Modifications of the programme are primarily related to technical development. Over the 18 years of the programme, the occupations and the demands on workers changed considerably, for example for workers in the chemicals industry. Twenty years ago, this job implied hard physical work, whereas it is nowadays a high-tech job which is primarily done using technological control panels. In this regard, the progress of the jump start programme is monitored.
Participants in the programme do not receive a recognised vocational certificate on completion of the training; they only receive a notice of completion of the course. The entry qualification programme is agreed with the local Chamber of Commerce and can be credited for apprenticeships in particular occupations. At Bayer itself, some of the programme’s participants, who excel in the first half of the training, can be transferred to a regular apprenticeship.
A key factor for success, besides the intense selection procedure, is the rigorous coaching of the participant during the entire programme. Another important aspect of the programme is to provide advice to participants in finding the appropriate occupation. With the support of the programme’s trainers and teachers, the participants can develop their preference for a particular occupation.
The works councils are fully involved in the entire selection procedure. The programme’s design is mainly developed by the company department responsible for vocational training and personnel development.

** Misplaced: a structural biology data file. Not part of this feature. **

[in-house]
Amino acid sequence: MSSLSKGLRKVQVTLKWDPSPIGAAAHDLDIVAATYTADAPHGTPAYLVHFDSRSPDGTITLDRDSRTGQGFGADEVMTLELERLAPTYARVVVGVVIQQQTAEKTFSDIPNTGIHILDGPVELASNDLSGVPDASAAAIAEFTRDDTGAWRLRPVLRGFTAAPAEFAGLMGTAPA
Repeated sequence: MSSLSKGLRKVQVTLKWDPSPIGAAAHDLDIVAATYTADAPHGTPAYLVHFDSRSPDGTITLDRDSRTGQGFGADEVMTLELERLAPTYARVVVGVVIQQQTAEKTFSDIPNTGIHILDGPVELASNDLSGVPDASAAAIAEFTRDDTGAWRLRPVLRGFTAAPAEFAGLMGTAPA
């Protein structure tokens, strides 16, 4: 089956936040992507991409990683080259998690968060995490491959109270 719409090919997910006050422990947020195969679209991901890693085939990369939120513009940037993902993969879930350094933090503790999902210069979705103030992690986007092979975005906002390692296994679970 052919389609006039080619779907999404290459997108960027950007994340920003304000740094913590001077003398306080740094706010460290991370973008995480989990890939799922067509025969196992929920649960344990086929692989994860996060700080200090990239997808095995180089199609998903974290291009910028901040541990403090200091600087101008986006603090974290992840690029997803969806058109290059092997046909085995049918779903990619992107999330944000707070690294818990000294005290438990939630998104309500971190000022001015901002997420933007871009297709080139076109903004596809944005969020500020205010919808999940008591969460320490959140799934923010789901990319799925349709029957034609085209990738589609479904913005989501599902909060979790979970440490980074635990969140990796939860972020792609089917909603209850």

Over the years, the programme has helped 745 participants to achieve a vocational qualification and to integrate into the workforce. The initiative is part of the corporate culture of the company. The programme’s success and its recognition is also considered as a positive aspect for the company.
The company developed the initiative independently, although it is more costly than the regular apprenticeship programme. About €4.2 million is invested in the programme annually and is fully financed by the company. The intensive coaching and guidance of participants leads to a high success rate with almost 90% of participants succeeding in getting an apprenticeship contract at Bayer (85%) or with other companies.